Social Purpose Corporation
The social purpose corporation is a “hybrid” corporate form recognized in California and Washington that provide alternative business entity options to entrepreneurs who want to combine profitability with broader social and environmental objectives.
A social purpose corporation (an “SPC”) is a corporation that has organized itself to pursue one or more social purposes.
How do you do this? (For Washington) You set forth in your Articles of Incorporation:
- A corporate name that contains the words “social purpose corporation” or “SPC”;
- A statement that the corporation is organized as a social purpose corporation governed by the Social Purpose Corporation Chapter of Title 23B RCW;
- A statement setting forth the general social purpose or purposes for which the corporation is organized pursuant to Section 3 of the Act (
Section 3 says that “[e]very corporation governed by this chapter must be organized to carry out its business purpose under RCW 23B.03.010 in a manner intended to promote positive short-term or long-term effects of, or minimize adverse short-term or long-term effects of, the corporation’s activities upon any or all of:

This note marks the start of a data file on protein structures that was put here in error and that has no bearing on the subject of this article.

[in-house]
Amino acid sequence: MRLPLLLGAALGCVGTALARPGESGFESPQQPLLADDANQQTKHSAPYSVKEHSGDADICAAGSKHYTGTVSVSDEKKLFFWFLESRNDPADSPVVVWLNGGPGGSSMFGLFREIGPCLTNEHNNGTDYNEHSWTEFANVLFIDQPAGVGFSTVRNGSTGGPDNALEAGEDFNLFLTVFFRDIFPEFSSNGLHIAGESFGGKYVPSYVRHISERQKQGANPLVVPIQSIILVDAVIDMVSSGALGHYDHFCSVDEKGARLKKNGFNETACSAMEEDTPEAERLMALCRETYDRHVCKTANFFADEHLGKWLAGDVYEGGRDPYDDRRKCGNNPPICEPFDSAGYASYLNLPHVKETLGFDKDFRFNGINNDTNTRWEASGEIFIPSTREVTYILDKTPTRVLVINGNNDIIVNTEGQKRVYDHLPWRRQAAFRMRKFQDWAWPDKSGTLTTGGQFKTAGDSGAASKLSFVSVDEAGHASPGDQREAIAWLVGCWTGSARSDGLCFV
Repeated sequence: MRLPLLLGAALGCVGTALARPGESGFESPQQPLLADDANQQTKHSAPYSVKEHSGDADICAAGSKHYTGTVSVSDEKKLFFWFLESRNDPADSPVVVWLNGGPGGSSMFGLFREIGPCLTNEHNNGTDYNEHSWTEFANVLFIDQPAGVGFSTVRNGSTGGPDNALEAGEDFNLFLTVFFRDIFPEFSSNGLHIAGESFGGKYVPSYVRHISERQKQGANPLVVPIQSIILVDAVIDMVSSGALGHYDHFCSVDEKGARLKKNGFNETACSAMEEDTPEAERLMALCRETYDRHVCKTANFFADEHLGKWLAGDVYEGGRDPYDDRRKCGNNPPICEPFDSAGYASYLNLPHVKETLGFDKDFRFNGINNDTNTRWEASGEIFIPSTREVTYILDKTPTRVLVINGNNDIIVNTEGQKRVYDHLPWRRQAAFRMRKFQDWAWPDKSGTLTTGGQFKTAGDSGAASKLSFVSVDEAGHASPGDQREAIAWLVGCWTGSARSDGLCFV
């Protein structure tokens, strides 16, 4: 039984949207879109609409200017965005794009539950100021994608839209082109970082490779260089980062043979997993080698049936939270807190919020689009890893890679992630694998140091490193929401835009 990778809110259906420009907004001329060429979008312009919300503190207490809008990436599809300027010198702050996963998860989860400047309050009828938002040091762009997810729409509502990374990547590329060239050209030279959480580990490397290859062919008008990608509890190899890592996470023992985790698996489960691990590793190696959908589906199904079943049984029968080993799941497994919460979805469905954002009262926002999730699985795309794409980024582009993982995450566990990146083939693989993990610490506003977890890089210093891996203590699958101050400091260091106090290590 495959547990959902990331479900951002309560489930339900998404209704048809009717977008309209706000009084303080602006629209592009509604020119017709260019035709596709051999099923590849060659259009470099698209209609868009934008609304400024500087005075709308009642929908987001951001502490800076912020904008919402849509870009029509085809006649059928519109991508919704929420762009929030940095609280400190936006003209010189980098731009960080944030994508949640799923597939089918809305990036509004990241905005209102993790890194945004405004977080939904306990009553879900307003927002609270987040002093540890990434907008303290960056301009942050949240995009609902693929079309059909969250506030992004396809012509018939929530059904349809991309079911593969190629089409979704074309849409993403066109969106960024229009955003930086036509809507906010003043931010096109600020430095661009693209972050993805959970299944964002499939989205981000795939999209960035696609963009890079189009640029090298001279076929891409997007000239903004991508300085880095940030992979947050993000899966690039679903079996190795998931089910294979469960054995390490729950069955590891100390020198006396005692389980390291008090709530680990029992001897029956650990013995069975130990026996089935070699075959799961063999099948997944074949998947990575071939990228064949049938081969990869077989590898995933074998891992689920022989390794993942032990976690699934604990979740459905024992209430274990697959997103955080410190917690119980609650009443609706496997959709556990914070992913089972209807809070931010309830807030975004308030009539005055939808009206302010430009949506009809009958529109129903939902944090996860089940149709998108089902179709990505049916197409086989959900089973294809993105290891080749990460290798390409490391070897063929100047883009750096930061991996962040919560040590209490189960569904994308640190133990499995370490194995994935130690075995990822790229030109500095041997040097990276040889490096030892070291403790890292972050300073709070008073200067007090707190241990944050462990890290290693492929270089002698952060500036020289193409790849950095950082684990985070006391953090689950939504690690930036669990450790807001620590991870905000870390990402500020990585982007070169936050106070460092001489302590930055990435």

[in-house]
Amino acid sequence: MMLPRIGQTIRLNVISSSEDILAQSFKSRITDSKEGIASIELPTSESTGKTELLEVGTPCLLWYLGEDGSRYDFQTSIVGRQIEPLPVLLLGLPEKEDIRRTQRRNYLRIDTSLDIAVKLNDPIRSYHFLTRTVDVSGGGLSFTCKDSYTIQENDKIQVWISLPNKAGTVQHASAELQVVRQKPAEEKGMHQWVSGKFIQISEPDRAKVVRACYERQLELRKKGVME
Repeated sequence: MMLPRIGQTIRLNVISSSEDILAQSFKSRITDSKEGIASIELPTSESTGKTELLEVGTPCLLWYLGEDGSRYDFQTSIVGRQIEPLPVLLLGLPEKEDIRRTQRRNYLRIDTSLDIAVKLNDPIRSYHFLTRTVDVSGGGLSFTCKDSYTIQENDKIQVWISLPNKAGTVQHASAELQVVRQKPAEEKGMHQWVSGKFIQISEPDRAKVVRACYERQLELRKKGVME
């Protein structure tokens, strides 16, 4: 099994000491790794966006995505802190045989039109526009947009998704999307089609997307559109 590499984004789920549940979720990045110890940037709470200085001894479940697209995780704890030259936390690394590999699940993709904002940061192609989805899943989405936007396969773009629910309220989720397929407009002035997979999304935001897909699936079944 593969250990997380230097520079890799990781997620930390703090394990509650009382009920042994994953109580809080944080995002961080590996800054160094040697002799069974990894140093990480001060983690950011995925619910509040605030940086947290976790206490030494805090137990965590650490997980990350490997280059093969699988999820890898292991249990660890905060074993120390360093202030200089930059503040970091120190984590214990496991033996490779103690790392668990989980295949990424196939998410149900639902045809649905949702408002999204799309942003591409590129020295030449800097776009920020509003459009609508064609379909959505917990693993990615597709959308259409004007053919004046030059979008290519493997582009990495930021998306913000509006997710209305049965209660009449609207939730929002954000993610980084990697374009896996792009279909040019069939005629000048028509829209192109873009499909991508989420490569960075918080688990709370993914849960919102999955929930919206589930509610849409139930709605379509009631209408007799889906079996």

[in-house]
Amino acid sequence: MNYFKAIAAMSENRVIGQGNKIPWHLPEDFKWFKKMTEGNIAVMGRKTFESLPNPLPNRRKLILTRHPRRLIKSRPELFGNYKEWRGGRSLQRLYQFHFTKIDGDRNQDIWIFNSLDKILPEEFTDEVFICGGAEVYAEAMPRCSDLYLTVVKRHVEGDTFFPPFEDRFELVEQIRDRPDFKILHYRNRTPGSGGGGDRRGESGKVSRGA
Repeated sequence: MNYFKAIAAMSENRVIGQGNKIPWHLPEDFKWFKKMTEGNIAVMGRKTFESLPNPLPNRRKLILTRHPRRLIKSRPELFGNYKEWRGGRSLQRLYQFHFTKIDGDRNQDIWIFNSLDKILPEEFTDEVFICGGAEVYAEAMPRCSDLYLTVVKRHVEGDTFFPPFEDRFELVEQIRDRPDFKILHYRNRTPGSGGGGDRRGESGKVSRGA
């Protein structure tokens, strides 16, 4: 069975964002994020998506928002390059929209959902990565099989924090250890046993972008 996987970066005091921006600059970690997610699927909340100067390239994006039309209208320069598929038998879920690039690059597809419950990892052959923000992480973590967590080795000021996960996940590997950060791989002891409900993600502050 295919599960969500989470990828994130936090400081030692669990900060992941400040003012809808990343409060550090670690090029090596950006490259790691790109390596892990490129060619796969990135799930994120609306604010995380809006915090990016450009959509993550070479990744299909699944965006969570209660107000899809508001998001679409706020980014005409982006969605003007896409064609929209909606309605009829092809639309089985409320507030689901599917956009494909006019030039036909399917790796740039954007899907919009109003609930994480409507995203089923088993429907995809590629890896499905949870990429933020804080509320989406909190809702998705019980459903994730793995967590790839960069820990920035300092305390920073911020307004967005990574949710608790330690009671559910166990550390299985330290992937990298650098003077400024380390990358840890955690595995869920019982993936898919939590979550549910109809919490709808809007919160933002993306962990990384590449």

1. the corporation’s employees, suppliers, or customers; 2. the local, state, national, or world community; or 3. the environment
Note: The shareholders of each SPC are required to choose the SPC’s social purposes and to define those purposes within the broad parameters outlined in RCW 23B.03.010 described above. For example, a corporation could choose as its social purpose to promote the welfare of its workers, thereby allowing company executives to make decisions based on the impact that any changes to the business might have on workers in addition to how they impact shareholder returns. Or, a corporation could choose as one of its social purposes to support farmers who practice environmentally sound practices by only buying goods produced by such farmers.
- A provision stating the following: “The mission of this social purpose corporation is not necessarily compatible with and may be contrary to maximizing profits and earnings for shareholders, or maximizing shareholder value in any sale, merger, acquisition, or other similar actions of the corporation.”
Ramifications for Seasteading